I went to bed last night feeling like I had just down twenty rounds with a boxer.  This morning I woke up just feeling heavy.  There's just no other words to describe it.  He's off school today and I have a whole lot of hours ahead of us to fill. He's as cheerful as can be and it's so hard for me to fully enjoy it.  I just want to scream at him "Why? We work so hard for you? What more can we do? Why is everything we do for you still wrong? It must be because this stuff still happens!" 

But I don't because obviously.

Here I am wondering where is the gift in all this?  I know he has them. I've seen them. I've shared them with you.  I'm listing them in my head but still I am struggling.  When anxiety and the inability to fully communicate with others leaves you crippled with meltdowns, where's the gift in that?  

Oh well, better start the day with him.  I know of no other way to start seeing the gifts of him than just moving forward.  I think we'll hit the diner so he can get some fries and Mama can get some coffee.  That's always helped the fun hangovers.  Maybe it will for the meltdown ones too. 

Monday, October 26, 2015

I'm no longer using the word "Grief" when talking about Autism. Here's why.

Ever have a life event that kind of smacks you upside the head and makes you realize you were REALLY wrong about a certain way you viewed something?  Two months ago I attended a wake for a child.  I still think about that little girl and her family daily.  The experience taught me in a way I didn't expect about how I view autism.

I can no longer say I know grief.  I do not.  Not by a long shot.  I know I have written about finding out your child's autism is a grieving process.  I know I have read similar posts talking about mourning the child you thought you had only to discover autism "took the life you thought you had away".  No it didn't.  Not at all.  I know this because although my child is autistic, he is here. He is making a mess.  He is playing with toys. He is singing the flipping "Bird is the Word" song for the 739 time today.

He will need several prompts to finish chewing his food fully so he doesn't gag.  He will need reminding to not tease the dogs. He will be scared if he sees me so much as open the kitchen cabinet with the blender in it.
But he is here.  I can laugh and sing with him.  I can high five him passing in the hall.  I can sneak into his room at night after coming home from a funeral home and kiss the top of his head as he sleeps.

So yeah, life isn't what I had planned but no life is.  Seriously, the life you see others living.  The one you envy, even to them it's not what they expected.  Both good and bad.  Maybe what I feel at times is self pity, frustration or disappointment.   Perhaps a grand combination of all of the above.  For myself,  I know it is NOT grief.  I choose to not use that word anymore in regards to autism and accepting my child's diagnosis.  It's not a grieving process. It's an acceptance process.

It's an insult to compare it to losing a child.  One I won't do anymore.  Or "mourning" because he is still here.  Yes, it's more work on my plate than I ever expected or even wanted.  I am grateful for it because some parents do not have that luxury of complaining because they are actually lost and buried a child.  They are the ones that have the right to grieve, to mourn for a life they can no longer watch and help develop.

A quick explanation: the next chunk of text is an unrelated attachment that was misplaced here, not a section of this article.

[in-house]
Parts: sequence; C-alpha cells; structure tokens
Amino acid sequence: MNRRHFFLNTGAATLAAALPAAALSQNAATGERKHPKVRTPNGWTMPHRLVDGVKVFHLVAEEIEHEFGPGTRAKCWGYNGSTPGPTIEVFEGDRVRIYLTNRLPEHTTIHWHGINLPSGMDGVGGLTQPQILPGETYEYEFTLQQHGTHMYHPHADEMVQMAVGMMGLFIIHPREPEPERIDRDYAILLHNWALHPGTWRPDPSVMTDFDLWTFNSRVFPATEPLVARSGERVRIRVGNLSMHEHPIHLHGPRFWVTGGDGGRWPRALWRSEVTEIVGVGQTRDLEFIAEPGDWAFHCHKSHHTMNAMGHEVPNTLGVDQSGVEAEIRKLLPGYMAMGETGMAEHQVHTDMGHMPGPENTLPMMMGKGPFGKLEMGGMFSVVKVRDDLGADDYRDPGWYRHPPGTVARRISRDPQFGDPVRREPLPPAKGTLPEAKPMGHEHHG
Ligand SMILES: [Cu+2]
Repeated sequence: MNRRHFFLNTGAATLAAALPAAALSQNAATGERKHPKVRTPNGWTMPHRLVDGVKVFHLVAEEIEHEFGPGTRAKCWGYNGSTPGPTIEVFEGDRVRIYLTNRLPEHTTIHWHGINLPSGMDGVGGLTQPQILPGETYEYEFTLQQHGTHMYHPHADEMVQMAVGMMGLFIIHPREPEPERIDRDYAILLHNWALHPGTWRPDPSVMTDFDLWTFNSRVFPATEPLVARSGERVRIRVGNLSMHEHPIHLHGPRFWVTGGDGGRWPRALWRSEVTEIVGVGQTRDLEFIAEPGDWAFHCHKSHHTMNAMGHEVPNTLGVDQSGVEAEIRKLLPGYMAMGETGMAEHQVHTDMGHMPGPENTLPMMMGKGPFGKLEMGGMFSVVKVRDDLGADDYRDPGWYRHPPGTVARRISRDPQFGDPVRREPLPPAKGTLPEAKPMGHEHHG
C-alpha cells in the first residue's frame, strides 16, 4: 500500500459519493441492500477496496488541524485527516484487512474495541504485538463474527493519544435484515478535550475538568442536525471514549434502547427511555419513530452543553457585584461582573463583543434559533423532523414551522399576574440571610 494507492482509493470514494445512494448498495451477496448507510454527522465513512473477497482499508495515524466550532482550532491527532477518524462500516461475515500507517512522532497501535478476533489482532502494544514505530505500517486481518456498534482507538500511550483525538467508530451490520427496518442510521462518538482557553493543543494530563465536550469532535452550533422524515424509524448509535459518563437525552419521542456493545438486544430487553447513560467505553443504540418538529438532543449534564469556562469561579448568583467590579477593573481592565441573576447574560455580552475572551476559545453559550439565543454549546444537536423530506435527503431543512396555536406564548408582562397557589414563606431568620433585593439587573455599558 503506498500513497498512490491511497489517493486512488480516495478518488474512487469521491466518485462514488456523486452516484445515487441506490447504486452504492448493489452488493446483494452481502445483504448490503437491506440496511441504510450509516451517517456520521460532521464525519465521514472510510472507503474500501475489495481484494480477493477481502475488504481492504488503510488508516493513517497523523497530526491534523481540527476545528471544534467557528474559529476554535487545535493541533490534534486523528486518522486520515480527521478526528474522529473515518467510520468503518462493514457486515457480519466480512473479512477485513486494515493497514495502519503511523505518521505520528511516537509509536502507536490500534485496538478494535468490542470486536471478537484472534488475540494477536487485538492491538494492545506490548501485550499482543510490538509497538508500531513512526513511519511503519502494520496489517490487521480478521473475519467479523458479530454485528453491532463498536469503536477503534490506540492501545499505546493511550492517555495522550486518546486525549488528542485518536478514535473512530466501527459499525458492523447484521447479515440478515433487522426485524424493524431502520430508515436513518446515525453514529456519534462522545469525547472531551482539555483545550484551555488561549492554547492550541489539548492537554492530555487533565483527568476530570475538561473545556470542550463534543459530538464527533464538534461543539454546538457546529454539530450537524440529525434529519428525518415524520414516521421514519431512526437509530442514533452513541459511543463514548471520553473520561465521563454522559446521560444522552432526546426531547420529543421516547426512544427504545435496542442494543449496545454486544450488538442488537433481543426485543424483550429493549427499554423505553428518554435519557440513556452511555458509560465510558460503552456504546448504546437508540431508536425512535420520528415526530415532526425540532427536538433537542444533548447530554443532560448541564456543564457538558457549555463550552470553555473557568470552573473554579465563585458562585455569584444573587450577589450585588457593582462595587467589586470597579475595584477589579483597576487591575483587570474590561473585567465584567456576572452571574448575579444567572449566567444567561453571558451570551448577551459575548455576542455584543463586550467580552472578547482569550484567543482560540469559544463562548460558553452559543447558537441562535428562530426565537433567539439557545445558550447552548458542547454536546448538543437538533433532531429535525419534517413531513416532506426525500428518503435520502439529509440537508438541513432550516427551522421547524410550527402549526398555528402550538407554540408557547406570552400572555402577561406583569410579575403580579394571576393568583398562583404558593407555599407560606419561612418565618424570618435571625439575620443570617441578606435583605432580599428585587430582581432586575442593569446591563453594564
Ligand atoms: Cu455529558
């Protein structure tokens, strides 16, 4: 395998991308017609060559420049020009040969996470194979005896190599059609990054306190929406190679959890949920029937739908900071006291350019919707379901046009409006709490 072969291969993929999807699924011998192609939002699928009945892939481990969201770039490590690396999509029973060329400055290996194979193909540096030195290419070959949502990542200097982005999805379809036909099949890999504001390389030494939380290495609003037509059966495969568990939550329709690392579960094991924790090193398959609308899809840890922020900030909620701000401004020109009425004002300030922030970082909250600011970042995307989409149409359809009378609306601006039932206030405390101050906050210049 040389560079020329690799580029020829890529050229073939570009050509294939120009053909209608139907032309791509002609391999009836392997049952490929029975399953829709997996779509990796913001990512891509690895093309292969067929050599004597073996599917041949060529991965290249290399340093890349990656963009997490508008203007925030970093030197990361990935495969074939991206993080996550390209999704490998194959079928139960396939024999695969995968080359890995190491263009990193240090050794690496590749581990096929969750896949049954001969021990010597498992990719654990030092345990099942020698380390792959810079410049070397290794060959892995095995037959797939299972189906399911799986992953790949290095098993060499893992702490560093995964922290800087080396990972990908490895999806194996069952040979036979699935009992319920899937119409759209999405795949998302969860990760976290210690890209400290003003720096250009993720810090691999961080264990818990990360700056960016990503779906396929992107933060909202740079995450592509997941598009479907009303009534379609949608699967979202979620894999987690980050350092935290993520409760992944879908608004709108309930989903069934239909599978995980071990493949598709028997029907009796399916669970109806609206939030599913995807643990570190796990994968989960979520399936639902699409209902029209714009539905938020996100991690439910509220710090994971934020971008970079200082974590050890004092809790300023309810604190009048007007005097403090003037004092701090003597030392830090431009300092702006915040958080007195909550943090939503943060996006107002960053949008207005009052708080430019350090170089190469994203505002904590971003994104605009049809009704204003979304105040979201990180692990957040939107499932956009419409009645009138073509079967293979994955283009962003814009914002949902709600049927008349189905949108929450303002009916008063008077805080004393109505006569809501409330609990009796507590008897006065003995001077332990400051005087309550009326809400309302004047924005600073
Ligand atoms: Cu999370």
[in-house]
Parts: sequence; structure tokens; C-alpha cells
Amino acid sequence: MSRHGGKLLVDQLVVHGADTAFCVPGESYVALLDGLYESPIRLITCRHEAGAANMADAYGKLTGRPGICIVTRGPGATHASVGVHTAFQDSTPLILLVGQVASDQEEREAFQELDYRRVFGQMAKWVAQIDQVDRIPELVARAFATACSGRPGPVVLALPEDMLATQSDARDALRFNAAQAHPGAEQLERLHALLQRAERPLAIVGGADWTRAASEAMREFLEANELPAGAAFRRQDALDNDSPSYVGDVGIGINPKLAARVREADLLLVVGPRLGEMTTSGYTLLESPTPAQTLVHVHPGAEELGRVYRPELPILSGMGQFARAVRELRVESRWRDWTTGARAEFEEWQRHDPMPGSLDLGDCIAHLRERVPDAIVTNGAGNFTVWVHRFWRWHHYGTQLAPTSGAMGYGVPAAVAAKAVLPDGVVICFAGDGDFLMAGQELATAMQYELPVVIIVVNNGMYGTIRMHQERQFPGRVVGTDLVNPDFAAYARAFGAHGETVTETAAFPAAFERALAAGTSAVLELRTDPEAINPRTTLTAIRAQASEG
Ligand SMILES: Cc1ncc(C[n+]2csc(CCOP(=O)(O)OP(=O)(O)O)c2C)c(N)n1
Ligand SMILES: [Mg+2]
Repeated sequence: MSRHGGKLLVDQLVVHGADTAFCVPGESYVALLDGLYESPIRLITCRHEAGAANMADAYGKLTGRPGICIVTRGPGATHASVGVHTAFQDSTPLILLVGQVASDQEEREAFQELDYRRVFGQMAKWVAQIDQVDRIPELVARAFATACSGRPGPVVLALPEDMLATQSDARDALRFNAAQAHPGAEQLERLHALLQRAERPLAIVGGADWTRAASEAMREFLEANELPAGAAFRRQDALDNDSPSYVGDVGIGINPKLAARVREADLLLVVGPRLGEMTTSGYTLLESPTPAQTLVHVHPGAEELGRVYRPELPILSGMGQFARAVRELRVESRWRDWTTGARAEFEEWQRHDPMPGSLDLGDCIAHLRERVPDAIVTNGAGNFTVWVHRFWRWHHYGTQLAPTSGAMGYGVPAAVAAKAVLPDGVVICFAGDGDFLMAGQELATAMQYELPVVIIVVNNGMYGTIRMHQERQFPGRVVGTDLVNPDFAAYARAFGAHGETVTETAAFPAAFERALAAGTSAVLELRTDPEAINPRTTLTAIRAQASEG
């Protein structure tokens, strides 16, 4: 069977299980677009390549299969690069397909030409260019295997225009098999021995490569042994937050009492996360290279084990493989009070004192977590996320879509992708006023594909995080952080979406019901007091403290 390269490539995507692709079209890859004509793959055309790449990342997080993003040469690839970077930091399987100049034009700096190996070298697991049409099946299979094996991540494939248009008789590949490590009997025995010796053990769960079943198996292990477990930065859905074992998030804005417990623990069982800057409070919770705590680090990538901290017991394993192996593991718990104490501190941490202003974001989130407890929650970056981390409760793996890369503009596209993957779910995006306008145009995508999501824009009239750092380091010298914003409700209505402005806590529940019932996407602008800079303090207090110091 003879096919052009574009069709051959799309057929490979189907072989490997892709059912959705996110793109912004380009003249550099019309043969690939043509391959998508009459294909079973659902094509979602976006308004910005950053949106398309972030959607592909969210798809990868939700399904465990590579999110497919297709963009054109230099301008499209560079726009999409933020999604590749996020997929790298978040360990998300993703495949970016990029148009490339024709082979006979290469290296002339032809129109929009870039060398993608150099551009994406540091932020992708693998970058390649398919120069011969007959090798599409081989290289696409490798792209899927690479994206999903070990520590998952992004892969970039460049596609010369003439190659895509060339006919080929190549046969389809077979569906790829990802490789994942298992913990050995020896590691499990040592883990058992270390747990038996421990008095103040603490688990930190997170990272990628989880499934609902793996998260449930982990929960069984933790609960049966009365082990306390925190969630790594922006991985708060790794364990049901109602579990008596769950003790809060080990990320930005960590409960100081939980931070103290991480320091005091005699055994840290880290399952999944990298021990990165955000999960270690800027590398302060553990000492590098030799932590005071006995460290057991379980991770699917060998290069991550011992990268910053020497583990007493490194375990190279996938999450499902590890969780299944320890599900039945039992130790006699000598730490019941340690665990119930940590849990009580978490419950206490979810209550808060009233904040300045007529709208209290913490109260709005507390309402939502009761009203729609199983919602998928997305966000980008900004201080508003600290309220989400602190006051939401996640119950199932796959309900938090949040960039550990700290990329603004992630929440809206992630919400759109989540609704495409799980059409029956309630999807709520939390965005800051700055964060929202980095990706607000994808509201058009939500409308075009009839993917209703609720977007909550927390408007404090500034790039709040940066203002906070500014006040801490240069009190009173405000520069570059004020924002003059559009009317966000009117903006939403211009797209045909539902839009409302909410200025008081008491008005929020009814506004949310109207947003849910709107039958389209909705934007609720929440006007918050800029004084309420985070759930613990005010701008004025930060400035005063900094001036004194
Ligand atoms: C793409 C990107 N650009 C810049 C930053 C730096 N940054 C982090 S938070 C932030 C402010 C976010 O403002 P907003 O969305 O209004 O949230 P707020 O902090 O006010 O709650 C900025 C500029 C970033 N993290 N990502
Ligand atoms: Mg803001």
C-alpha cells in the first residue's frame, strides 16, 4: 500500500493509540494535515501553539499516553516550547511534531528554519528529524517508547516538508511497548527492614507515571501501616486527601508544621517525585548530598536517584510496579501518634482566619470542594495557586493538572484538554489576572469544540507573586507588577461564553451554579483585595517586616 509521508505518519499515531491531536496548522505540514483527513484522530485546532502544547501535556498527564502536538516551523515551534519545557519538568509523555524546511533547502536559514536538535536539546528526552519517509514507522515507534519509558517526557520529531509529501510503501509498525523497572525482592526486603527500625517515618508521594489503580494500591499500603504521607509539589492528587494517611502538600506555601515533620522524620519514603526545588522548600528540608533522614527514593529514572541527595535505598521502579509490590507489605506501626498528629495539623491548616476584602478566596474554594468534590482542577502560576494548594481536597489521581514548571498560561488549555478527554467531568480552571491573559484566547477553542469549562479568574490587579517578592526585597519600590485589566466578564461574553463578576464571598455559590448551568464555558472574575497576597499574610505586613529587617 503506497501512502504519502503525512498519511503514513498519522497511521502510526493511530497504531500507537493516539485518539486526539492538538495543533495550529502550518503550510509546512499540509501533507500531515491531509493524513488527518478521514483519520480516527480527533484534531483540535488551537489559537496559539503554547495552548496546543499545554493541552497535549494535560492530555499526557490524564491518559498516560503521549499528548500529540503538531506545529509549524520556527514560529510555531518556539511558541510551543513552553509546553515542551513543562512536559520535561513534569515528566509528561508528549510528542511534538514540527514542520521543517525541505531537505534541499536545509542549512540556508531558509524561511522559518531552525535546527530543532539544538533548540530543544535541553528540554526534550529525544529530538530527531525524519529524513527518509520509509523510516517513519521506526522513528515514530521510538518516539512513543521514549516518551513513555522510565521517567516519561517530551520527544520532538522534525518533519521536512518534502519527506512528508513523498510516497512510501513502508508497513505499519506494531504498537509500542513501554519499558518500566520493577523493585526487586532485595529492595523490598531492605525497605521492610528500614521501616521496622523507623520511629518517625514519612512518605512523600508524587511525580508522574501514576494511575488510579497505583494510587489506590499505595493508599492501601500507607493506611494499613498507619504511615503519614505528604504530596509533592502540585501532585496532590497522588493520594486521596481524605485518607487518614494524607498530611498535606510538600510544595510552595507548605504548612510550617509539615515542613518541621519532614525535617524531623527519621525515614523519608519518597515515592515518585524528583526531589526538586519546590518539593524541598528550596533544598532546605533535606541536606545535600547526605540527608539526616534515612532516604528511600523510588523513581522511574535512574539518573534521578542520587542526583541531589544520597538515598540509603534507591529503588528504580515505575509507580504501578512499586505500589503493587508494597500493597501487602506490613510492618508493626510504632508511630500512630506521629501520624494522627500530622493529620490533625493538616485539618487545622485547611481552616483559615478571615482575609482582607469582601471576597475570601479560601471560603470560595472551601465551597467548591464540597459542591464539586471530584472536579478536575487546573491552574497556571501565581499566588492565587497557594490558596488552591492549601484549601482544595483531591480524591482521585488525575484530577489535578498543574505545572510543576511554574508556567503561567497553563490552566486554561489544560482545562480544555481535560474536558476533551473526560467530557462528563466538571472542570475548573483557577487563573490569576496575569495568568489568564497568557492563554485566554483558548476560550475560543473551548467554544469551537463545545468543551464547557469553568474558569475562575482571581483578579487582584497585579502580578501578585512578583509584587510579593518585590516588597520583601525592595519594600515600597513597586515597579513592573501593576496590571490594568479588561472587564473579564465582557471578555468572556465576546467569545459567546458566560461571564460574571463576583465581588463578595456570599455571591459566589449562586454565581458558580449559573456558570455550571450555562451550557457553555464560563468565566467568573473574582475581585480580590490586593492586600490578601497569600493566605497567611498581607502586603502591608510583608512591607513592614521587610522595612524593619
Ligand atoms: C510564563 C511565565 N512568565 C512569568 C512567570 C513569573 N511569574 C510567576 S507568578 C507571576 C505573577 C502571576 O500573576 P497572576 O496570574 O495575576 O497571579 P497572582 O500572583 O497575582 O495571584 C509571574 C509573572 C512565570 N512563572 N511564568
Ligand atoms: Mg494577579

I am not saying this anymore.  I'm not asking or declaring you to do the same. All I am asking you to do is hear me out.  Is your child still here?  Then you currently have more riches in your life than others do.  I'm not telling you NOT to be sad or angry or frustrated with your situation.  It would be utter madness for me to even suggest it.  Hell, you don't even have to like it sometimes.  I just know what I felt when I hugged a mother recently who had been preparing herself to accept a lifetime of medical challenges for her daughter only to now greeting us at her child's wake at a funeral home.

I'm not declaring a right or wrong for anyone but me.  Maybe you'll agree or maybe you won't.  I just feel it's important to acknowledge when I was wrong and how I plan to change it.

Thursday, October 15, 2015

I can't enjoy progress.

Put me in a time out.  Give me a social story.  I am seriously ridiculous.  My Kiddo has been making some progress and I'm sitting here thinking of all the stuff he still isn't able to do.  What the Hell is the matter with me?  That's stupid right?  Why can't I just enjoy what he can do instead of obsessing on what he can't?

Take for example his last haircut.  Now, we have come a long way from the Wrestlemania event it used to be.  One where I would hear the audible sigh from the salon staff when I called to make an appointment at the one kid's salon in the area that specialized in moving targets.  (Let's just say our picture was up in several shops as Persona Non Grata.) It took a lot of time.  Lots of prompts.  Lots of bribes.  We have finally gotten to that place of "I will tolerate this because I will get a highly motivating reward after."